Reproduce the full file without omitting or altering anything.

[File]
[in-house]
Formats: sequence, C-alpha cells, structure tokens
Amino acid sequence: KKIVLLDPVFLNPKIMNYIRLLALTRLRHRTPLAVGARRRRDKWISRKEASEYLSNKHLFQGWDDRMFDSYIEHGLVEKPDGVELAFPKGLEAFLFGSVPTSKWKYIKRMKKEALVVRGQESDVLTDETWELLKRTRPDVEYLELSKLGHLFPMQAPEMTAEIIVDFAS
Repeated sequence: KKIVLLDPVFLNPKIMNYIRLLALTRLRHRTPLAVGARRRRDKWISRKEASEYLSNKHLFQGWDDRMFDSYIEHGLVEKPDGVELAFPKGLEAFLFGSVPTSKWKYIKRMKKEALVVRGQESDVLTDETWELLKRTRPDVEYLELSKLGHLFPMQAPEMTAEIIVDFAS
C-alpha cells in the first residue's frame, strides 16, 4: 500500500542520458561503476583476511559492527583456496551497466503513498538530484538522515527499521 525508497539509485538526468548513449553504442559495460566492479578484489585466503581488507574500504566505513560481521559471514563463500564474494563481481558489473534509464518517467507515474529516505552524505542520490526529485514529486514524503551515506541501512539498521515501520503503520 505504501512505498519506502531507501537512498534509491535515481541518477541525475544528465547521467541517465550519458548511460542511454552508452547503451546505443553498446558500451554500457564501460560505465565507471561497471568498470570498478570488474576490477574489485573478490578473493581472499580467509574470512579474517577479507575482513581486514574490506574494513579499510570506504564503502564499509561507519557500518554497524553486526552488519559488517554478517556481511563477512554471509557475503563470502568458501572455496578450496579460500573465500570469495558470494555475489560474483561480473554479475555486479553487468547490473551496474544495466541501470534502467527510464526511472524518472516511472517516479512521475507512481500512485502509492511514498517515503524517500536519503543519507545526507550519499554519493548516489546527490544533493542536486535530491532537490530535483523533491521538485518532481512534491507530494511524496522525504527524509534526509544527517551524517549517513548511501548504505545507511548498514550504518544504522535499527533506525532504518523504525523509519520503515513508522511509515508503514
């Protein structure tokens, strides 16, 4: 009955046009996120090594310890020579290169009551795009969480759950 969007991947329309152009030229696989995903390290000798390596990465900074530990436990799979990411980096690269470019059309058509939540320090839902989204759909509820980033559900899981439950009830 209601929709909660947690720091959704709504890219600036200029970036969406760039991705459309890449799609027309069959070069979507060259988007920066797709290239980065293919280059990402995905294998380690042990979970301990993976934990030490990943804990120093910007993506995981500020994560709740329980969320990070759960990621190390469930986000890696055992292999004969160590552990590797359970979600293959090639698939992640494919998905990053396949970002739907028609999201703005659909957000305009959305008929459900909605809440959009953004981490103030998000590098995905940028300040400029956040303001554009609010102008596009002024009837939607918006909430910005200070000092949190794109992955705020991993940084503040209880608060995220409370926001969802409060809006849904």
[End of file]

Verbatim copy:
[in-house]
Formats: sequence, C-alpha cells, structure tokens
Amino acid sequence: KKIVLLDPVFLNPKIMNYIRLLALTRLRHRTPLAVGARRRRDKWISRKEASEYLSNKHLFQGWDDRMFDSYIEHGLVEKPDGVELAFPKGLEAFLFGSVPTSKWKYIKRMKKEALVVRGQESDVLTDETWELLKRTRPDVEYLELSKLGHLFPMQAPEMTAEIIVDFAS
Repeated sequence: KKIVLLDPVFLNPKIMNYIRLLALTRLRHRTPLAVGARRRRDKWISRKEASEYLSNKHLFQGWDDRMFDSYIEHGLVEKPDGVELAFPKGLEAFLFGSVPTSKWKYIKRMKKEALVVRGQESDVLTDETWELLKRTRPDVEYLELSKLGHLFPMQAPEMTAEIIVDFAS
C-alpha cells in the first residue's frame, strides 16, 4: 500500500542520458561503476583476511559492527583456496551497466503513498538530484538522515527499521 525508497539509485538526468548513449553504442559495460566492479578484489585466503581488507574500504566505513560481521559471514563463500564474494563481481558489473534509464518517467507515474529516505552524505542520490526529485514529486514524503551515506541501512539498521515501520503503520 505504501512505498519506502531507501537512498534509491535515481541518477541525475544528465547521467541517465550519458548511460542511454552508452547503451546505443553498446558500451554500457564501460560505465565507471561497471568498470570498478570488474576490477574489485573478490578473493581472499580467509574470512579474517577479507575482513581486514574490506574494513579499510570506504564503502564499509561507519557500518554497524553486526552488519559488517554478517556481511563477512554471509557475503563470502568458501572455496578450496579460500573465500570469495558470494555475489560474483561480473554479475555486479553487468547490473551496474544495466541501470534502467527510464526511472524518472516511472517516479512521475507512481500512485502509492511514498517515503524517500536519503543519507545526507550519499554519493548516489546527490544533493542536486535530491532537490530535483523533491521538485518532481512534491507530494511524496522525504527524509534526509544527517551524517549517513548511501548504505545507511548498514550504518544504522535499527533506525532504518523504525523509519520503515513508522511509515508503514
């Protein structure tokens, strides 16, 4: 009955046009996120090594310890020579290169009551795009969480759950 969007991947329309152009030229696989995903390290000798390596990465900074530990436990799979990411980096690269470019059309058509939540320090839902989204759909509820980033559900899981439950009830 209601929709909660947690720091959704709504890219600036200029970036969406760039991705459309890449799609027309069959070069979507060259988007920066797709290239980065293919280059990402995905294998380690042990979970301990993976934990030490990943804990120093910007993506995981500020994560709740329980969320990070759960990621190390469930986000890696055992292999004969160590552990590797359970979600293959090639698939992640494919998905990053396949970002739907028609999201703005659909957000305009959305008929459900909605809440959009953004981490103030998000590098995905940028300040400029956040303001554009609010102008596009002024009837939607918006909430910005200070000092949190794109992955705020991993940084503040209880608060995220409370926001969802409060809006849904």